• Dragon and his lamps

    October 23rd, 2012

    Don’t know about you, but I’m a sucker for workshops. I think it’s great to  see how people work, how they create. Today I went to the old city as we just move house and are in need of some new lighting. I decided to go old school, as in Ottoman old school. For some of my Turkish friends Ottoman touches around the house can feel a little kitsch, but I like an eclectic mix of contemporary and old, and one of the things I really enjoy, kitsch or not, are Ottoman-style lamps.

    In order to see if I could save some money, I decided to pay a visit to a han where I remembered seeing a lamp maker. At first, I thought he was gone but then I called out up the stair above the closed dükkan above and then then popped my head up the stair, where I was fortunate enough to find Ejder Bey. Ejder means “dragon” in Turkish, which is kind of cool. This dragon doesn’t breathe fire, however. Instead, he breathes light into lamps. Not only did I find a good price on some Ottoman style lighting, I got to hang out and see him assemble the pieces. I really enjoyed his workshop. All the bits and pieces, the metal shavings on the floor. I love the mess in here. There’s something very satisfying about the disarray. A tidy workshop seems dishonest somehow, don’t you think?

  • The arc

    August 28th, 2012

    Whatever happened to the arc (or arch) in architecture? Did it simply become unnecessary with modern building materials and methods?  I have to say I like a nice curve. Yesterday I spent a lot of time again looking for iconic Istanbul scenes for a project I’m working on for two fantastic Dutch clients of mine, but the icon I got stuck on was the arc. This post is in praise of parabolas. We certainly spent enough time calculating them in high school.

  • The nargile fabrikası

    August 15th, 2012

    Life takes you on some unexpected turns sometimes, but today when I rounded a different corner in my effort to complete a mental map of Sultanahmet’s hans, I discovered a nargile (hookah/water pipe) manufacturing operation. That’s the thing I love about this area. There’s the tourist attractions, and then there’s the real neighborhood, a crumbling, cracked but still moving area of enterprise and trade.

    Though it can be a little intimidating at times peering down dark corridors, there always seems to be a reward waiting at the end. As I was exploring another dark tunnel today, a voice cried out and invited me in. That voice was Mustafa’s. He and his good friend, Yusuf, were hard at work hand-crafting the tubing and pipe section of the water pipes for the factory. Mustafa, 30, (pictured below) has been doing this for over 15 years, and has taken over the business from his father who has had this same dükkan for 40 years.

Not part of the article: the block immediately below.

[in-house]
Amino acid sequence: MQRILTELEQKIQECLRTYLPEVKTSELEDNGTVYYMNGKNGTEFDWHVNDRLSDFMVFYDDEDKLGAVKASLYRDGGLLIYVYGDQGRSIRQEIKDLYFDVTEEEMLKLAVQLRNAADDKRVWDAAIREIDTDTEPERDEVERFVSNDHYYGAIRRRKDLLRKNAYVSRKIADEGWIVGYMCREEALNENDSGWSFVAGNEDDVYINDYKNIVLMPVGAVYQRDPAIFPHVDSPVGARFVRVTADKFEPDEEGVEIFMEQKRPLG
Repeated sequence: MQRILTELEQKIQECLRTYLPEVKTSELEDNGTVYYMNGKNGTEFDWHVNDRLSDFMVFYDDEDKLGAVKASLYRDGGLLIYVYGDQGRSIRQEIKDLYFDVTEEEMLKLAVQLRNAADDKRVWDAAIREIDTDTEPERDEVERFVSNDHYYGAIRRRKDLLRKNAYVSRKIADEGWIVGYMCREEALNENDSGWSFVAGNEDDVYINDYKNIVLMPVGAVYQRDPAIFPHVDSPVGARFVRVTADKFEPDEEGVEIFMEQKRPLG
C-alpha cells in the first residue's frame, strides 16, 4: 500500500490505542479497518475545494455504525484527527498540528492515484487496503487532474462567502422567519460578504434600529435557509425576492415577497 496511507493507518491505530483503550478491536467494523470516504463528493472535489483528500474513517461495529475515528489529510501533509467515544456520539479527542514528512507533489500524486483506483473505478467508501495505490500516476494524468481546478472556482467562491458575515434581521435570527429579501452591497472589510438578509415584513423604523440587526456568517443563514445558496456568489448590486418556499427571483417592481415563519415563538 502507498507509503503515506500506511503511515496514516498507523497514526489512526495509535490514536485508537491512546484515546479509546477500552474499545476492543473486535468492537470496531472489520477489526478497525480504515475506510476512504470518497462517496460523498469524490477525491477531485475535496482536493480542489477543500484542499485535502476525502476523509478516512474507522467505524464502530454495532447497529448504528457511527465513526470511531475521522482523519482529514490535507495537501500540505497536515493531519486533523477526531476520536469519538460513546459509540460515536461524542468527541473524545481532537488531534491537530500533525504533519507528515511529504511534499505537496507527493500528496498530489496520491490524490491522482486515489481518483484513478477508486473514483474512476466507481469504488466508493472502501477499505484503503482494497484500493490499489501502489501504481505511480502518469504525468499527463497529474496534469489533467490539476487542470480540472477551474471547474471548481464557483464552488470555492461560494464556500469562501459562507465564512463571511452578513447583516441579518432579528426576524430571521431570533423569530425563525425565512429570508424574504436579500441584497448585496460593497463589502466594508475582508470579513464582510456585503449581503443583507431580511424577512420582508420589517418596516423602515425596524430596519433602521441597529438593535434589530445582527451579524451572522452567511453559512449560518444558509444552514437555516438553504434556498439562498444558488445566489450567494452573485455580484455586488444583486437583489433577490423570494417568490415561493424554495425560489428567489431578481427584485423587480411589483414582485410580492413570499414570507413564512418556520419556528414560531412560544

Though hard at work — he hand makes over 100 pipes a day — I was invited in and offered a glass of water, and was later offered a cigarette too, which I thought was rather amusing considering we were in the midst of a water pipe factory. Mustafa and Yusuf were relentless. Painting leather strips with glue, rolling piping, cutting fabric, they were like two human machines working at twice the tempo of the music blasting from the radio.

    Business is of course, tough, and just about everything made in Turkey these days is always under threat from China, even it appears, something as specialized as nargile. I have to say that I really enjoyed the half an hour I spent chatting with these two. Their hospitality was great, and I was invited to drop back in any time.

  • Discovered in a han

    June 19th, 2012

    In my dreams I ascend buildings, while the stairs behind me crumble into a gaping abyss. Up and up I go while the way back down becomes impossible. There’s something of that feeling every time I discover a new, or rather, an old han. These old trade buildings provide endless inspiration for me, and I get lost in them in more ways than one. There are the sounds, the clink of hammer on metal, a distant voice penetrating a cracked door, a laugh. Silhouettes at the end of corridors, engulfed in blinding light. The feel, the mustiness of age and neglect. A wary look from a passerby. The whir of retrofit air conditioners. Then there are the other discoveries. Read More…

  • Old Corners, Bright New Lights: LOS DU MAL

    May 4th, 2012

    Istanbul has plenty that could, and perhaps should, change. However there are still plenty of old pieces of this city that only need a little polish to produce volumes of atmosphere. That’s why I’ve been really pleased to get acquainted with Metin Ilktekin and Raphael Faeh, the like-minded talents behind Los Du Mal.